This study has several important limitations. National Health Interview Survey is a multipurpose health survey that serves as a principal source of information on the health of the civilian, noninstitutionalized population of the United States. An advantage of this data source is that it is sampled at the household level and therefore is not biased toward respondents who seek medical care, improving its generalizability to the general population. In addition, the sampling strategy of NHIS is a strength of the data source because NCHS systematically oversamples Black, Hispanic, and Asian populations from all 50 states and the District of Columbia to develop more precise estimates of minority populations. Given the retrospective nature of the data, our analyses may suffer from potential recall bias, although it is unclear whether these effects would be systematic. In addition, it is possible that NHIS includes a nonresponse bias such that nonresponders to the survey differ from responders in important ways, although it is not possible to determine definitively whether this is the case. National Health Interview Survey is a widely used research instrument that is considered to have strong validity. Finally, inherently as a trade-off for nationally representative data on a large scale, the NHIS lacks granularity to describe the pain treatment strategies adopted by respondents, which may differ across demographic factors, and should be an area for increased research focus going forward.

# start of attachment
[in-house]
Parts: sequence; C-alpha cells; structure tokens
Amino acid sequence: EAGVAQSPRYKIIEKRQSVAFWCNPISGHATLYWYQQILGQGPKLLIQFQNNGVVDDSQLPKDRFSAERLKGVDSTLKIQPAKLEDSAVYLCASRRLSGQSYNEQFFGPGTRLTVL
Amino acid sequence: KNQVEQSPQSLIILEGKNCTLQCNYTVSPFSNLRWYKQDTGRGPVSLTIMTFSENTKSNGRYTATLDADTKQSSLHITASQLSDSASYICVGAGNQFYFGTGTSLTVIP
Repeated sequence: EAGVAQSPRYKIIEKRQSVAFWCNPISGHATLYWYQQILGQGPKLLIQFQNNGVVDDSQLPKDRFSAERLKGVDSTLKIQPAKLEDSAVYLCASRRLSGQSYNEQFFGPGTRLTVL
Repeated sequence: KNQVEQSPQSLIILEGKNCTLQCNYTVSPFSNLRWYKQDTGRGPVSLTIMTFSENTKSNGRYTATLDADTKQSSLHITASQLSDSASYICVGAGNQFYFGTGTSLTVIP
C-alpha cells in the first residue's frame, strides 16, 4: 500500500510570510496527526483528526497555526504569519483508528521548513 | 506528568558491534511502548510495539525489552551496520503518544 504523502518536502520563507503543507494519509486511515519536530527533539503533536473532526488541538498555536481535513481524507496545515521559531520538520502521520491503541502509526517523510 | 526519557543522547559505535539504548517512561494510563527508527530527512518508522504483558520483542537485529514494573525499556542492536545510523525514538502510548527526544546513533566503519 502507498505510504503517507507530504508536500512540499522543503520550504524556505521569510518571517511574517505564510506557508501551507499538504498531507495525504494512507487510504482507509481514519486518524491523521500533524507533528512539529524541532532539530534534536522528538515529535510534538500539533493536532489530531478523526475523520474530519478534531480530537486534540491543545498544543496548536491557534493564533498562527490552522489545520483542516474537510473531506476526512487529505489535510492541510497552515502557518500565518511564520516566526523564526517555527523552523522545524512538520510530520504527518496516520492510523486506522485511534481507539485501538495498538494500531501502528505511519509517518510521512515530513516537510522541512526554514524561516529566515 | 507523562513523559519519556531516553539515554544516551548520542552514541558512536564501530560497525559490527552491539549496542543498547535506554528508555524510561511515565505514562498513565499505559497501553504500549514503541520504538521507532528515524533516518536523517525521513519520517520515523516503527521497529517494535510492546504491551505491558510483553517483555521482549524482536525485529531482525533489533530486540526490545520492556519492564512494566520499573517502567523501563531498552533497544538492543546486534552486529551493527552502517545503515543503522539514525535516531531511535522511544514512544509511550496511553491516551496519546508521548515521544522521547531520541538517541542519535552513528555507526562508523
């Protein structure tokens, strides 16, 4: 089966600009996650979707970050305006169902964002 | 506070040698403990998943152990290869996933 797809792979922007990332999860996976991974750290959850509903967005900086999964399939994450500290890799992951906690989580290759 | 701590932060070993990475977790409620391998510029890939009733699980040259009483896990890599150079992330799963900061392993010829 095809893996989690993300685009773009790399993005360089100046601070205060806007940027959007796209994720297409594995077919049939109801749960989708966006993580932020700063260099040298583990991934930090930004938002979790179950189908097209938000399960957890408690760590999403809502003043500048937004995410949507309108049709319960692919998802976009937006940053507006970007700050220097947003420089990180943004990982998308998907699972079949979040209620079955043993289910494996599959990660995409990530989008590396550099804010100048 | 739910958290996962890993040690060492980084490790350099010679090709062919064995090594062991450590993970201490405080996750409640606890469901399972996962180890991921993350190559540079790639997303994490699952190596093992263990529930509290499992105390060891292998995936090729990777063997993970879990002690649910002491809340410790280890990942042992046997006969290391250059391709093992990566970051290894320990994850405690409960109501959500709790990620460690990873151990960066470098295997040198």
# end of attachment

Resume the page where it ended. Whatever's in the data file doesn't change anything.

This study describes disparities in the prevalence and effects of chronic pain across demographic factors among the U.S. adult population. Using data collected at the population level, we find chronic pain prevalence is greater among female respondents, those with lower educational attainment, and non-Hispanic White, while among those with chronic pain, more significant disruptions in daily life are reported by Hispanic and non-Hispanic Black respondents, suggesting areas for targeted public health improvements. Addressing disparities may more effectively reduce the economic and social burdens of chronic pain in the United States.

The authors have no conflict of interest to declare.